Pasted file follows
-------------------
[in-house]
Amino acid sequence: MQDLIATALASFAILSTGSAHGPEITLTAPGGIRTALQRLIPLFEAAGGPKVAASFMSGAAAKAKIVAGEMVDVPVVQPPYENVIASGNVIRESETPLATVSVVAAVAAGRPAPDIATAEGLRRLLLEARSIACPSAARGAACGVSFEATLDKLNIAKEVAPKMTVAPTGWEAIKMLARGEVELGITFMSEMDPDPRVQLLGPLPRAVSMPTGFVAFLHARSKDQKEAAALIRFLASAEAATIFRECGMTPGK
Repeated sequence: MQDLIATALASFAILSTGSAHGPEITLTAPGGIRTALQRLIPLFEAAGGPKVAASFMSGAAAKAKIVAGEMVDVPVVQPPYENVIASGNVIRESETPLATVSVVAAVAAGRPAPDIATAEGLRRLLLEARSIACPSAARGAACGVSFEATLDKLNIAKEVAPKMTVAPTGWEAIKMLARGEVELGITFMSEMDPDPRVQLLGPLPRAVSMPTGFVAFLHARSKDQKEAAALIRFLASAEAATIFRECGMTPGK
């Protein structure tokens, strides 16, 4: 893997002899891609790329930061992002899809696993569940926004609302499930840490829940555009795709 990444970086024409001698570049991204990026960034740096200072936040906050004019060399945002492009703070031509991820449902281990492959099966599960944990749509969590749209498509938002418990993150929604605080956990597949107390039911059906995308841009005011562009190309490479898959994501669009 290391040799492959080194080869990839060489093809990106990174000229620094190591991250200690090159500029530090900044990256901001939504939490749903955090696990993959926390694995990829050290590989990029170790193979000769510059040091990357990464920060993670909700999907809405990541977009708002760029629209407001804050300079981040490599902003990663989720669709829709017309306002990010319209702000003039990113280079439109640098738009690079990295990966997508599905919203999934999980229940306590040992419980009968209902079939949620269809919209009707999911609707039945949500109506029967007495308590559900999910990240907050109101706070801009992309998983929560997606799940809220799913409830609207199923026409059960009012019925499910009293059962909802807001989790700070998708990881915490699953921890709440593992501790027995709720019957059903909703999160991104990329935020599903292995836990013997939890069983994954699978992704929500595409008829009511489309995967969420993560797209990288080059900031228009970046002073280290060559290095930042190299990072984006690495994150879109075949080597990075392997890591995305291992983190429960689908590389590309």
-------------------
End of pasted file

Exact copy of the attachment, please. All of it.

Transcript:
[in-house]
Amino acid sequence: MQDLIATALASFAILSTGSAHGPEITLTAPGGIRTALQRLIPLFEAAGGPKVAASFMSGAAAKAKIVAGEMVDVPVVQPPYENVIASGNVIRESETPLATVSVVAAVAAGRPAPDIATAEGLRRLLLEARSIACPSAARGAACGVSFEATLDKLNIAKEVAPKMTVAPTGWEAIKMLARGEVELGITFMSEMDPDPRVQLLGPLPRAVSMPTGFVAFLHARSKDQKEAAALIRFLASAEAATIFRECGMTPGK
Repeated sequence: MQDLIATALASFAILSTGSAHGPEITLTAPGGIRTALQRLIPLFEAAGGPKVAASFMSGAAAKAKIVAGEMVDVPVVQPPYENVIASGNVIRESETPLATVSVVAAVAAGRPAPDIATAEGLRRLLLEARSIACPSAARGAACGVSFEATLDKLNIAKEVAPKMTVAPTGWEAIKMLARGEVELGITFMSEMDPDPRVQLLGPLPRAVSMPTGFVAFLHARSKDQKEAAALIRFLASAEAATIFRECGMTPGK
């Protein structure tokens, strides 16, 4: 893997002899891609790329930061992002899809696993569940926004609302499930840490829940555009795709 990444970086024409001698570049991204990026960034740096200072936040906050004019060399945002492009703070031509991820449902281990492959099966599960944990749509969590749209498509938002418990993150929604605080956990597949107390039911059906995308841009005011562009190309490479898959994501669009 290391040799492959080194080869990839060489093809990106990174000229620094190591991250200690090159500029530090900044990256901001939504939490749903955090696990993959926390694995990829050290590989990029170790193979000769510059040091990357990464920060993670909700999907809405990541977009708002760029629209407001804050300079981040490599902003990663989720669709829709017309306002990010319209702000003039990113280079439109640098738009690079990295990966997508599905919203999934999980229940306590040992419980009968209902079939949620269809919209009707999911609707039945949500109506029967007495308590559900999910990240907050109101706070801009992309998983929560997606799940809220799913409830609207199923026409059960009012019925499910009293059962909802807001989790700070998708990881915490699953921890709440593992501790027995709720019957059903909703999160991104990329935020599903292995836990013997939890069983994954699978992704929500595409008829009511489309995967969420993560797209990288080059900031228009970046002073280290060559290095930042190299990072984006690495994150879109075949080597990075392997890591995305291992983190429960689908590389590309």